When I first heard Tim Ferriss say that he makes his own bed every morning, I thought “what?!” In his podcast #105 Morning Rituals That Help Me Win The Day, I listened to him explain: it is something controlled and your first accomplishment for the day. I thought about it, read up on it and started doing it. Here’s why you should do it too & what it does:
The Theory Behind It
U.S. Navy Adm. William H. McRaven said in a commencement speech at the University of Texas, “If you make your bed every morning, you will have accomplished the first task of the day. It will give you a small sense of pride, and it will encourage you to do another task, and another, and another. And by the end of the day that one task completed will have turned into many tasks completed.”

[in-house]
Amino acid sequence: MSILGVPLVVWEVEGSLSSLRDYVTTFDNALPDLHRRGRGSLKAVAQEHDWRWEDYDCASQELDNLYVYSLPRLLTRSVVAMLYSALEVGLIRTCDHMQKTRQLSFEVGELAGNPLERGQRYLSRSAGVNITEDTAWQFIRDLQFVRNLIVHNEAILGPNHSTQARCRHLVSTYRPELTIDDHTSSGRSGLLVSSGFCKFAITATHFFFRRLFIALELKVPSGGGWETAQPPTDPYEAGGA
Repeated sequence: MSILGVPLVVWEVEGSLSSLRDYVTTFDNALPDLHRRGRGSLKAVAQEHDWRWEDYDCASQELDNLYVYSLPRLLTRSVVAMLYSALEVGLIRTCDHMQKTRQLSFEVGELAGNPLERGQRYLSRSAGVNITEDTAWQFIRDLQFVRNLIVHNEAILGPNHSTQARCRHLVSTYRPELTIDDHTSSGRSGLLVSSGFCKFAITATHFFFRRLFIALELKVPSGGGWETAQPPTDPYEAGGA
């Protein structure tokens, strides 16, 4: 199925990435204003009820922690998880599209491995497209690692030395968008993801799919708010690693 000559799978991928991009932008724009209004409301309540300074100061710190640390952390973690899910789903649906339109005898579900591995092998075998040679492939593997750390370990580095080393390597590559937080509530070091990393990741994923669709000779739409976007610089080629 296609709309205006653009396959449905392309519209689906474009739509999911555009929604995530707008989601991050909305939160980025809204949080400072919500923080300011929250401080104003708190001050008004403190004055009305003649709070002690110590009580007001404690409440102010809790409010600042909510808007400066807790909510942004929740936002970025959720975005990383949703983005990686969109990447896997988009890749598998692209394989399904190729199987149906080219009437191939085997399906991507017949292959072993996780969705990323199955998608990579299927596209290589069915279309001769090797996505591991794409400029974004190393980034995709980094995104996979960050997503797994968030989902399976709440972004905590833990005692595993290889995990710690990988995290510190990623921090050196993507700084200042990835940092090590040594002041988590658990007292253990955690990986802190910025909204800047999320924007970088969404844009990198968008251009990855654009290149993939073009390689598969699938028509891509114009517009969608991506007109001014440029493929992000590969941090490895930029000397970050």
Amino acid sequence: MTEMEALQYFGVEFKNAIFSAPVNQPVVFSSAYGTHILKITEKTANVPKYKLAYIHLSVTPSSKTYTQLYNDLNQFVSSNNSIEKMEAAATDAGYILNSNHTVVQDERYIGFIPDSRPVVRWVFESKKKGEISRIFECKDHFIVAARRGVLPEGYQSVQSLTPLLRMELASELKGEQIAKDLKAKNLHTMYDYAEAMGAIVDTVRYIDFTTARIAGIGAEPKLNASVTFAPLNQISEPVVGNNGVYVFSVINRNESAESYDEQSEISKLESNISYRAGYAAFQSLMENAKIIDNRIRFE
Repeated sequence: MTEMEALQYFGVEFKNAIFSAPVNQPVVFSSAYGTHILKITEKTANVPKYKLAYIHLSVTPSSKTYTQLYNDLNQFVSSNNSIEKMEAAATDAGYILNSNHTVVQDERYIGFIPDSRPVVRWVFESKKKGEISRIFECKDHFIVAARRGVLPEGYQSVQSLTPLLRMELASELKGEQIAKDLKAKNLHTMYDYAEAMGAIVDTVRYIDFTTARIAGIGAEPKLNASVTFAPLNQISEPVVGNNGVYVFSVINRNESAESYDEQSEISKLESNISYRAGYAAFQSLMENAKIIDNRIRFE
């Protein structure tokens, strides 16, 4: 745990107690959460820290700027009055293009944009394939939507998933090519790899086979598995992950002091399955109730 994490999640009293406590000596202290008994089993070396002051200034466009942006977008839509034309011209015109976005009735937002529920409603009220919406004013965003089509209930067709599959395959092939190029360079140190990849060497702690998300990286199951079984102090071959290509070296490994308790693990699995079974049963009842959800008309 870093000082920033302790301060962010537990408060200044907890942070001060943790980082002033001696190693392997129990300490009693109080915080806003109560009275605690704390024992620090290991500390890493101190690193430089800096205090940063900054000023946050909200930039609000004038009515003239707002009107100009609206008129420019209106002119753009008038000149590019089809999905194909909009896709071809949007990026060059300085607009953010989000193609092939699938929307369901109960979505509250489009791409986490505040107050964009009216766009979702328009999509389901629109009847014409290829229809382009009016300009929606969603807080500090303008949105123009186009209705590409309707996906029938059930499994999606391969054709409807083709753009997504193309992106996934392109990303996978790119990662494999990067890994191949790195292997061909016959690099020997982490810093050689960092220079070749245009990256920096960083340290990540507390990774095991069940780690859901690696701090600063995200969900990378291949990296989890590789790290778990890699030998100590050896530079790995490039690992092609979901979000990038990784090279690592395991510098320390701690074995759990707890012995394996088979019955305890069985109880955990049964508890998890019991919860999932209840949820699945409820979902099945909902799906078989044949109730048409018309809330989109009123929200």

Making your bed is an overall healthy habit and one you should teach your children. Making your bed every morning is correlated with better productivity, a greater sense of well-being, and stronger skills at sticking with a budget,” wrote Charles Duhigg in his book, The Power of Habit. “It’s not that a family meal or a tidy bed causes better grades or less frivolous spending. But somehow those initial shifts start chain reactions that help other good habits take hold.
The Practicality of It
Besides it looking neat & tidy (even if your room isn’t), there’s nothing nicer than getting into a made bed after a really long day when you are tired. Some say that a neat bed even promotes your sleep quality! I can honestly say that although small, it has made a difference for me. My notes on the matter:
- Keep it simple. Ditch the top sheet & extra blankets
- Invest in a good quality duvet & pillow inners (click to see what I have on my bed)
- Opt for calm & neutral shades, like white, sand or grey.
- Choose a good thread count to sleep comfortably
- Bedding with a textured surface hide creases – LOVE this set by Country Road in stores & online currently